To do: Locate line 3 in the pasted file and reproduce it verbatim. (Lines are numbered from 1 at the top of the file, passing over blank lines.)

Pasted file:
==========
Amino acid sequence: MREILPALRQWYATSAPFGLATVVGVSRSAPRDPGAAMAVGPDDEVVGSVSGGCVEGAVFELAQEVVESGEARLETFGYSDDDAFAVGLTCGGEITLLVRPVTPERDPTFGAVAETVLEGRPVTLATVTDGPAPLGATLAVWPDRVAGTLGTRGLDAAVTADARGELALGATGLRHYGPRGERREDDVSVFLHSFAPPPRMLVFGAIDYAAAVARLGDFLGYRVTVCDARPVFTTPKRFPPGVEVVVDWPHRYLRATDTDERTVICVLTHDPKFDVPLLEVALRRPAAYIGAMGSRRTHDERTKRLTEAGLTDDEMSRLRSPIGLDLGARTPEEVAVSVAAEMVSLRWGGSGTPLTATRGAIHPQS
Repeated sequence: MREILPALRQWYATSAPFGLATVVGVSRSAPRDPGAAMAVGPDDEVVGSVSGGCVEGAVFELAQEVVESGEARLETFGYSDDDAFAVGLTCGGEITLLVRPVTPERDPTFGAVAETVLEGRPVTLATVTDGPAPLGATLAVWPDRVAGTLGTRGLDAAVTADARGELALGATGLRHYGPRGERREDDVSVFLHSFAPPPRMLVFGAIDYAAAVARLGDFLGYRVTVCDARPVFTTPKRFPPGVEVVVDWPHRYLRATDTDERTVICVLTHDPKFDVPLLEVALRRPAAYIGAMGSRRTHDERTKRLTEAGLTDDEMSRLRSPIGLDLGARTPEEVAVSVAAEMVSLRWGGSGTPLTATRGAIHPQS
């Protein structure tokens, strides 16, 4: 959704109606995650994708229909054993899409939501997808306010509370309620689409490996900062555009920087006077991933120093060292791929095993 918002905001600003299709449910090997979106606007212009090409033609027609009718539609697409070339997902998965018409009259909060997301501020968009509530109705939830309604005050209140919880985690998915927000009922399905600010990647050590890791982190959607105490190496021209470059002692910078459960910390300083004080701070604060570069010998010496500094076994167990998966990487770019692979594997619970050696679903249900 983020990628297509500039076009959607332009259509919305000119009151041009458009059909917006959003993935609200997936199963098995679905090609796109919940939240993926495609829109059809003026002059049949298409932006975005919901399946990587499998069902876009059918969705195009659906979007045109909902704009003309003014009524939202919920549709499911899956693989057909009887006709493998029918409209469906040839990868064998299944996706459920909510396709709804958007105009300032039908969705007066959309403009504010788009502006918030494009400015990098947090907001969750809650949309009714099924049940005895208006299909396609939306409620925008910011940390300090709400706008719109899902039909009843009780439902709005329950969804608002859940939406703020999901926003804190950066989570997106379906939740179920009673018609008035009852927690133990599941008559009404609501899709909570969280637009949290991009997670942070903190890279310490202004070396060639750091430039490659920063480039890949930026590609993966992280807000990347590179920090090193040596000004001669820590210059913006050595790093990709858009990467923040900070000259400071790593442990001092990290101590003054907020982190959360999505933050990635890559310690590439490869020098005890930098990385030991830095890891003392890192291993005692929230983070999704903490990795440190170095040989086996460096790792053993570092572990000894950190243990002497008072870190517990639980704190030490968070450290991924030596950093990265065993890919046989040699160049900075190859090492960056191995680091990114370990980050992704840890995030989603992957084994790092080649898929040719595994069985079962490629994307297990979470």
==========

């Protein structure tokens, strides 16, 4: 959704109606995650994708229909054993899409939501997808306010509370309620689409490996900062555009920087006077991933120093060292791929095993 918002905001600003299709449910090997979106606007212009090409033609027609009718539609697409070339997902998965018409009259909060997301501020968009509530109705939830309604005050209140919880985690998915927000009922399905600010990647050590890791982190959607105490190496021209470059002692910078459960910390300083004080701070604060570069010998010496500094076994167990998966990487770019692979594997619970050696679903249900 983020990628297509500039076009959607332009259509919305000119009151041009458009059909917006959003993935609200997936199963098995679905090609796109919940939240993926495609829109059809003026002059049949298409932006975005919901399946990587499998069902876009059918969705195009659906979007045109909902704009003309003014009524939202919920549709499911899956693989057909009887006709493998029918409209469906040839990868064998299944996706459920909510396709709804958007105009300032039908969705007066959309403009504010788009502006918030494009400015990098947090907001969750809650949309009714099924049940005895208006299909396609939306409620925008910011940390300090709400706008719109899902039909009843009780439902709005329950969804608002859940939406703020999901926003804190950066989570997106379906939740179920009673018609008035009852927690133990599941008559009404609501899709909570969280637009949290991009997670942070903190890279310490202004070396060639750091430039490659920063480039890949930026590609993966992280807000990347590179920090090193040596000004001669820590210059913006050595790093990709858009990467923040900070000259400071790593442990001092990290101590003054907020982190959360999505933050990635890559310690590439490869020098005890930098990385030991830095890891003392890192291993005692929230983070999704903490990795440190170095040989086996460096790792053993570092572990000894950190243990002497008072870190517990639980704190030490968070450290991924030596950093990265065993890919046989040699160049900075190859090492960056191995680091990114370990980050992704840890995030989603992957084994790092080649898929040719595994069985079962490629994307297990979470």